A Medical Council fitness to practise inquiry has begun into a former president of the Medical Council, Dr Colm Quigley.

The inquiry is to assess allegations of poor professional performance against the consultant physician, who is also a former president of the Irish Hospital Consultants' Association.

The nine allegations relate to the care of Patient X, a male patient at Wexford General Hospital and Ely Private Hospital, who was referred to him in July 2009 because of low sodium levels.

Patient X died in April 2011 after an amputation of the lower left leg and inoperable lung cancer.

The inquiry heard that a follow-up letter was sent by Dr Quigley to Patient X in May 2011, in error, as he was unaware the patient had died.

Paul Anthony McDermott, barrister for Dr Quigley, told the inquiry that mistakes were made and tests ordered were not conducted and his client was not able to explain this.

He said a paper based system operated at Ely Hospital at the time.

Mr McDermott said Dr Quigley has offered his condolences to the family and recognises he has a professional duty to be questioned about the case.

He also said there was no dispute about the facts, but that there was no allegation being made that Dr Quigley's conduct caused or contributed to the death of Patient X.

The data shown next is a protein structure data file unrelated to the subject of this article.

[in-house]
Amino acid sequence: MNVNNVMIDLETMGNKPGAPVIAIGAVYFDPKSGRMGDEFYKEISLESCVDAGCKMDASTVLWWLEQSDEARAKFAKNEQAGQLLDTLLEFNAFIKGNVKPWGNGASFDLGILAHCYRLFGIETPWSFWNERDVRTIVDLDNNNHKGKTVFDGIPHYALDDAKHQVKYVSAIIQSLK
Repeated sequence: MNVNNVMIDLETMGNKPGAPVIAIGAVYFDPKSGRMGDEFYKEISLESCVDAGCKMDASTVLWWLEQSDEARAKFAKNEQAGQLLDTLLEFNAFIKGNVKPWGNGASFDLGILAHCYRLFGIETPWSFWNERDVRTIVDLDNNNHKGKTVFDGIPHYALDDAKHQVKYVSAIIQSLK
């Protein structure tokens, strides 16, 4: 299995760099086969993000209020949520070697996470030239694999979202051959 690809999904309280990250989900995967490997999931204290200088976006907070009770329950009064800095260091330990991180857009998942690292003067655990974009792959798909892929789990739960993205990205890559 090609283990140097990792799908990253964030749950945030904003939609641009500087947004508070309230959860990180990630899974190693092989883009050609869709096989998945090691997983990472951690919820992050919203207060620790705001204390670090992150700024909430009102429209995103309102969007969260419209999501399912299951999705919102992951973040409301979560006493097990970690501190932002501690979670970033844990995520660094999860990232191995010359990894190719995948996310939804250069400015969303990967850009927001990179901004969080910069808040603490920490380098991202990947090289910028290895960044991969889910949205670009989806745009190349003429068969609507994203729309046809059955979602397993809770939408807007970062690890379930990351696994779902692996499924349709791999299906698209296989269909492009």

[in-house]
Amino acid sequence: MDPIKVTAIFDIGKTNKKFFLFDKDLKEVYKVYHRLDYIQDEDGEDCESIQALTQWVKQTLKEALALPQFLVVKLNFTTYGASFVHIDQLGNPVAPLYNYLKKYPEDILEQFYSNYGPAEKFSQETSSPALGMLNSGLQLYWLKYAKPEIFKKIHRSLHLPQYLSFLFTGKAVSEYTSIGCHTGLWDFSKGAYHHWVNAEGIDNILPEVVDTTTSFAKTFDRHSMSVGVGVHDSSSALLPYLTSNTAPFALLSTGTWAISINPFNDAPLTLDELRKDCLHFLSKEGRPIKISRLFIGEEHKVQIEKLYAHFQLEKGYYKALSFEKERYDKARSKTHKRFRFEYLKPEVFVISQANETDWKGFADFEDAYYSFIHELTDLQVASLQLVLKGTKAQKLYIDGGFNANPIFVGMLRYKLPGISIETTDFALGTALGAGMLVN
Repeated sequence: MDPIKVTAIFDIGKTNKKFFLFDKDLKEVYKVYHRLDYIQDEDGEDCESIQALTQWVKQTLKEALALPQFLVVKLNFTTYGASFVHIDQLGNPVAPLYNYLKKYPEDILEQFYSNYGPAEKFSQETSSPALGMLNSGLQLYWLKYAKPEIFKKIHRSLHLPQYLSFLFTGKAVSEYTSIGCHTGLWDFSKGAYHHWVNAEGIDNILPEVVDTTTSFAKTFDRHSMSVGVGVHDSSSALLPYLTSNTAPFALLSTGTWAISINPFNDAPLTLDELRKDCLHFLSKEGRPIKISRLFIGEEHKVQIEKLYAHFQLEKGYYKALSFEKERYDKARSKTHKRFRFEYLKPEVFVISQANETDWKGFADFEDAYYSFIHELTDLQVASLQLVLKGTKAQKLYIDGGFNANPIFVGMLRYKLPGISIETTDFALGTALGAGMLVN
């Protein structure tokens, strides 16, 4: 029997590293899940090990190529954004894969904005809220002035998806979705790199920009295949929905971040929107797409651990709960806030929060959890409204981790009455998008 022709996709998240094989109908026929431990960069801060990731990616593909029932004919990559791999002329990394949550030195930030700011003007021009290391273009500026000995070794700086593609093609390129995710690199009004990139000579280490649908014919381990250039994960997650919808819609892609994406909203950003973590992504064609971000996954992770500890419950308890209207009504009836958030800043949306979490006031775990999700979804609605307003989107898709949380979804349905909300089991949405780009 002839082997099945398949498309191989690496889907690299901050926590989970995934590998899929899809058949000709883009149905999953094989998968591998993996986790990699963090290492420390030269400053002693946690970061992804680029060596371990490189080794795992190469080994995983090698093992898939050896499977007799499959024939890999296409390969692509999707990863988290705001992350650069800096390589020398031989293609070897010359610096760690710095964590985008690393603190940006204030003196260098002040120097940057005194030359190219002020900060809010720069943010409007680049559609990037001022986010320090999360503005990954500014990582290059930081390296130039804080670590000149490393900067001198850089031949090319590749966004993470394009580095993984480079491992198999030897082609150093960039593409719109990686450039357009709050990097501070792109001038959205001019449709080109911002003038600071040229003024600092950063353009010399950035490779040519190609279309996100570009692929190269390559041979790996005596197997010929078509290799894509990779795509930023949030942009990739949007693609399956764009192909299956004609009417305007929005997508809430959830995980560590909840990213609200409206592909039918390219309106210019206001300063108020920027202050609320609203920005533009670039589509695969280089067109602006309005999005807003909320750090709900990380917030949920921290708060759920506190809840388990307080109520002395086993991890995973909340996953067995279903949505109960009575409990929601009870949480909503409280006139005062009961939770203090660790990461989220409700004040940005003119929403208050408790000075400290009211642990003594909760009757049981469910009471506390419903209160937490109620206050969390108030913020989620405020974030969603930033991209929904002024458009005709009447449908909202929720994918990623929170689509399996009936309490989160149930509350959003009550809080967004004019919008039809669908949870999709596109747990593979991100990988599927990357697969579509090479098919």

It is alleged that Dr Quigley failed to take an adequate history or undertake an adequate examination of Patient X in August 2009.

It is also alleged that Dr Quigley failed to pursue investigations.

Another allegation is that he failed to respond in a timely manner to the referral letter from the patient's GP, prescribed a drug that had already been prescribed and that he failed to maintain adequate records.

Three witnesses have been granted anonymity at the inquiry.

Patient X also had hip and ankle problems.

Patient X's widow told the inquiry that her husband was a carpenter, was born with a club foot but was fit.

She said she attended with her husband in August 2009 where he saw Dr Quigley as a private patient at Ely Hospital.

After the consultation, she felt her husband was in good hands and Dr Quigley had listed off a series of tests to be done.

She said no arrangements were made for tests and her husband's health deteriorated.